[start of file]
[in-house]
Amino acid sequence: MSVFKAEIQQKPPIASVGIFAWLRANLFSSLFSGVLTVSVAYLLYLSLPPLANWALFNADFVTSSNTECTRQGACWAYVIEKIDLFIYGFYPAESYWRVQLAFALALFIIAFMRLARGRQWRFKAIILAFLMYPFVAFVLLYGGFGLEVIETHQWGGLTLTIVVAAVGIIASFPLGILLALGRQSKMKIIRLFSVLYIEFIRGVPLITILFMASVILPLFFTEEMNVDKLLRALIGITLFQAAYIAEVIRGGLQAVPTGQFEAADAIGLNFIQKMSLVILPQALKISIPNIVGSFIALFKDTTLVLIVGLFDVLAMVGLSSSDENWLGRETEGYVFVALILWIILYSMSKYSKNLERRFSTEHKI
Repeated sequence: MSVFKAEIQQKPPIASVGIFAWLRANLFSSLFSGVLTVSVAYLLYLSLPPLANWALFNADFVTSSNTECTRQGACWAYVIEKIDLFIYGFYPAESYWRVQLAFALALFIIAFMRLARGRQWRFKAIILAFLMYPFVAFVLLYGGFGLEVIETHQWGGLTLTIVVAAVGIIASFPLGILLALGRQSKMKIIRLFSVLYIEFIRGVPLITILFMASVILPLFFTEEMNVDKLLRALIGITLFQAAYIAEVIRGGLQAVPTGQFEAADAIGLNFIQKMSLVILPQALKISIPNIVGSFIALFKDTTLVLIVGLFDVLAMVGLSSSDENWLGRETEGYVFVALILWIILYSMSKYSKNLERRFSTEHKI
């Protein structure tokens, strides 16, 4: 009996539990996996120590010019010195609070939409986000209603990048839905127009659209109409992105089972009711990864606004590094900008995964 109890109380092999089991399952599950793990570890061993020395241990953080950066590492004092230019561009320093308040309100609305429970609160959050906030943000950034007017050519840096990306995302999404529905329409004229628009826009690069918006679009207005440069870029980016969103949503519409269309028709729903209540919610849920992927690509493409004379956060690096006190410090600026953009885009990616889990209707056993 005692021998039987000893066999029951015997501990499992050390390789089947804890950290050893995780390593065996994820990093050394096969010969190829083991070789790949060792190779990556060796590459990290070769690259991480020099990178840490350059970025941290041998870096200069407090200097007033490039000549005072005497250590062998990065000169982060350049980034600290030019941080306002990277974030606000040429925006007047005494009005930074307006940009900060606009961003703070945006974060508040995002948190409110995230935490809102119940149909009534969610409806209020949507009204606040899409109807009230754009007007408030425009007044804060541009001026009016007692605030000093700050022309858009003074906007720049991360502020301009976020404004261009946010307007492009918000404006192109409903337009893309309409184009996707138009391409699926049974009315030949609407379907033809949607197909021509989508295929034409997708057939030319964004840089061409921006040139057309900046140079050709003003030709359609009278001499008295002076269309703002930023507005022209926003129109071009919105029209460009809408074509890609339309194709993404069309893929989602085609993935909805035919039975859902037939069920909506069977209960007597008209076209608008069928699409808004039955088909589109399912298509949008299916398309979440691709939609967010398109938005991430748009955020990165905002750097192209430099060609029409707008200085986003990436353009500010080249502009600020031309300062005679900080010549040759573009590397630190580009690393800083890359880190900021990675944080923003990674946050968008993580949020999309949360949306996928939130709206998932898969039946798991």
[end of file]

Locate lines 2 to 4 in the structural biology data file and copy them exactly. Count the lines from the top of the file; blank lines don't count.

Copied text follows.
Amino acid sequence: MSVFKAEIQQKPPIASVGIFAWLRANLFSSLFSGVLTVSVAYLLYLSLPPLANWALFNADFVTSSNTECTRQGACWAYVIEKIDLFIYGFYPAESYWRVQLAFALALFIIAFMRLARGRQWRFKAIILAFLMYPFVAFVLLYGGFGLEVIETHQWGGLTLTIVVAAVGIIASFPLGILLALGRQSKMKIIRLFSVLYIEFIRGVPLITILFMASVILPLFFTEEMNVDKLLRALIGITLFQAAYIAEVIRGGLQAVPTGQFEAADAIGLNFIQKMSLVILPQALKISIPNIVGSFIALFKDTTLVLIVGLFDVLAMVGLSSSDENWLGRETEGYVFVALILWIILYSMSKYSKNLERRFSTEHKI
Repeated sequence: MSVFKAEIQQKPPIASVGIFAWLRANLFSSLFSGVLTVSVAYLLYLSLPPLANWALFNADFVTSSNTECTRQGACWAYVIEKIDLFIYGFYPAESYWRVQLAFALALFIIAFMRLARGRQWRFKAIILAFLMYPFVAFVLLYGGFGLEVIETHQWGGLTLTIVVAAVGIIASFPLGILLALGRQSKMKIIRLFSVLYIEFIRGVPLITILFMASVILPLFFTEEMNVDKLLRALIGITLFQAAYIAEVIRGGLQAVPTGQFEAADAIGLNFIQKMSLVILPQALKISIPNIVGSFIALFKDTTLVLIVGLFDVLAMVGLSSSDENWLGRETEGYVFVALILWIILYSMSKYSKNLERRFSTEHKI
């Protein structure tokens, strides 16, 4: 009996539990996996120590010019010195609070939409986000209603990048839905127009659209109409992105089972009711990864606004590094900008995964 109890109380092999089991399952599950793990570890061993020395241990953080950066590492004092230019561009320093308040309100609305429970609160959050906030943000950034007017050519840096990306995302999404529905329409004229628009826009690069918006679009207005440069870029980016969103949503519409269309028709729903209540919610849920992927690509493409004379956060690096006190410090600026953009885009990616889990209707056993 005692021998039987000893066999029951015997501990499992050390390789089947804890950290050893995780390593065996994820990093050394096969010969190829083991070789790949060792190779990556060796590459990290070769690259991480020099990178840490350059970025941290041998870096200069407090200097007033490039000549005072005497250590062998990065000169982060350049980034600290030019941080306002990277974030606000040429925006007047005494009005930074307006940009900060606009961003703070945006974060508040995002948190409110995230935490809102119940149909009534969610409806209020949507009204606040899409109807009230754009007007408030425009007044804060541009001026009016007692605030000093700050022309858009003074906007720049991360502020301009976020404004261009946010307007492009918000404006192109409903337009893309309409184009996707138009391409699926049974009315030949609407379907033809949607197909021509989508295929034409997708057939030319964004840089061409921006040139057309900046140079050709003003030709359609009278001499008295002076269309703002930023507005022209926003129109071009919105029209460009809408074509890609339309194709993404069309893929989602085609993935909805035919039975859902037939069920909506069977209960007597008209076209608008069928699409808004039955088909589109399912298509949008299916398309979440691709939609967010398109938005991430748009955020990165905002750097192209430099060609029409707008200085986003990436353009500010080249502009600020031309300062005679900080010549040759573009590397630190580009690393800083890359880190900021990675944080923003990674946050968008993580949020999309949360949306996928939130709206998932898969039946798991």